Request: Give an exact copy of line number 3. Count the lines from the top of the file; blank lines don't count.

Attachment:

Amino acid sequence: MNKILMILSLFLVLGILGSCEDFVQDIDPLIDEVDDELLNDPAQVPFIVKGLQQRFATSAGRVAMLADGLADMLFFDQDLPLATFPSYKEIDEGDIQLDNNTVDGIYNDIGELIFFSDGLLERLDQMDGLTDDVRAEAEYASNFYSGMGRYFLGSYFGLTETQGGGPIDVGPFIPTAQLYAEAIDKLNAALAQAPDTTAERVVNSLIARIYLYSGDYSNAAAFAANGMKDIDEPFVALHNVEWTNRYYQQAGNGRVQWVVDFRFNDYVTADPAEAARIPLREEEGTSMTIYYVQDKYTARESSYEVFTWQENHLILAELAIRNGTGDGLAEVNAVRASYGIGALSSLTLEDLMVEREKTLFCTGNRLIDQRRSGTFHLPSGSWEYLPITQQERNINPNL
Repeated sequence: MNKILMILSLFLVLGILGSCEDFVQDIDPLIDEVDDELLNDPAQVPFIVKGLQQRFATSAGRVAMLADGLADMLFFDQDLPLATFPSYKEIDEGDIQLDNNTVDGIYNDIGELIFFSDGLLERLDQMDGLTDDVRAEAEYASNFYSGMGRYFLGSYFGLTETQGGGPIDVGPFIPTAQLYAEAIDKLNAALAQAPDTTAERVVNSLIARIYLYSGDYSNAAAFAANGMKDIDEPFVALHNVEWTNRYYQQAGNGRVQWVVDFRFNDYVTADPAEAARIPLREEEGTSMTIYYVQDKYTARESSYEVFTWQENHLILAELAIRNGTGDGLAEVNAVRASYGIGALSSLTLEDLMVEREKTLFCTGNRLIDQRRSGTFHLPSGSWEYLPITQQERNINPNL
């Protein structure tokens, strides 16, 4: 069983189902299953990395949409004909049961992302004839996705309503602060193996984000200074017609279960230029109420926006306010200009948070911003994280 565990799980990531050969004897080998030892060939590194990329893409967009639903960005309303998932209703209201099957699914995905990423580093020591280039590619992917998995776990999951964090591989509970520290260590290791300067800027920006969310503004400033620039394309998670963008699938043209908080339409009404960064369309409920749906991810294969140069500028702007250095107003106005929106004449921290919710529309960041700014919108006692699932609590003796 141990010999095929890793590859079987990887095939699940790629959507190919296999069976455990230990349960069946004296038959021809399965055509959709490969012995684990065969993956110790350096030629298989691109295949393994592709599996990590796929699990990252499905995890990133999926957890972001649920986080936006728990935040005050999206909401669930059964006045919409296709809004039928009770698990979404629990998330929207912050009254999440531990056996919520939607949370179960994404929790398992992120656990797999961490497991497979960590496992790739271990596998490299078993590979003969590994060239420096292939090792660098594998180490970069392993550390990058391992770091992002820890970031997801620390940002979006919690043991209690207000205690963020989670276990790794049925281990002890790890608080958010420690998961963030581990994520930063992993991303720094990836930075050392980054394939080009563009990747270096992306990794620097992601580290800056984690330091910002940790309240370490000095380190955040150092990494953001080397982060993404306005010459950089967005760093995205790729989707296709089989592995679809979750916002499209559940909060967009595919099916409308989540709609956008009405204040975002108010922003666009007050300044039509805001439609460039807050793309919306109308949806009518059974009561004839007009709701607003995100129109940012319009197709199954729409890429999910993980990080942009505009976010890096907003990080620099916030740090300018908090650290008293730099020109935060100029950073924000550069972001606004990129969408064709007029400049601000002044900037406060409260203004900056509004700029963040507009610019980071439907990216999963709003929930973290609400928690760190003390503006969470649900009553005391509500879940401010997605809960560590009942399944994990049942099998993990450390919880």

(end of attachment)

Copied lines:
């Protein structure tokens, strides 16, 4: 069983189902299953990395949409004909049961992302004839996705309503602060193996984000200074017609279960230029109420926006306010200009948070911003994280 565990799980990531050969004897080998030892060939590194990329893409967009639903960005309303998932209703209201099957699914995905990423580093020591280039590619992917998995776990999951964090591989509970520290260590290791300067800027920006969310503004400033620039394309998670963008699938043209908080339409009404960064369309409920749906991810294969140069500028702007250095107003106005929106004449921290919710529309960041700014919108006692699932609590003796 141990010999095929890793590859079987990887095939699940790629959507190919296999069976455990230990349960069946004296038959021809399965055509959709490969012995684990065969993956110790350096030629298989691109295949393994592709599996990590796929699990990252499905995890990133999926957890972001649920986080936006728990935040005050999206909401669930059964006045919409296709809004039928009770698990979404629990998330929207912050009254999440531990056996919520939607949370179960994404929790398992992120656990797999961490497991497979960590496992790739271990596998490299078993590979003969590994060239420096292939090792660098594998180490970069392993550390990058391992770091992002820890970031997801620390940002979006919690043991209690207000205690963020989670276990790794049925281990002890790890608080958010420690998961963030581990994520930063992993991303720094990836930075050392980054394939080009563009990747270096992306990794620097992601580290800056984690330091910002940790309240370490000095380190955040150092990494953001080397982060993404306005010459950089967005760093995205790729989707296709089989592995679809979750916002499209559940909060967009595919099916409308989540709609956008009405204040975002108010922003666009007050300044039509805001439609460039807050793309919306109308949806009518059974009561004839007009709701607003995100129109940012319009197709199954729409890429999910993980990080942009505009976010890096907003990080620099916030740090300018908090650290008293730099020109935060100029950073924000550069972001606004990129969408064709007029400049601000002044900037406060409260203004900056509004700029963040507009610019980071439907990216999963709003929930973290609400928690760190003390503006969470649900009553005391509500879940401010997605809960560590009942399944994990049942099998993990450390919880």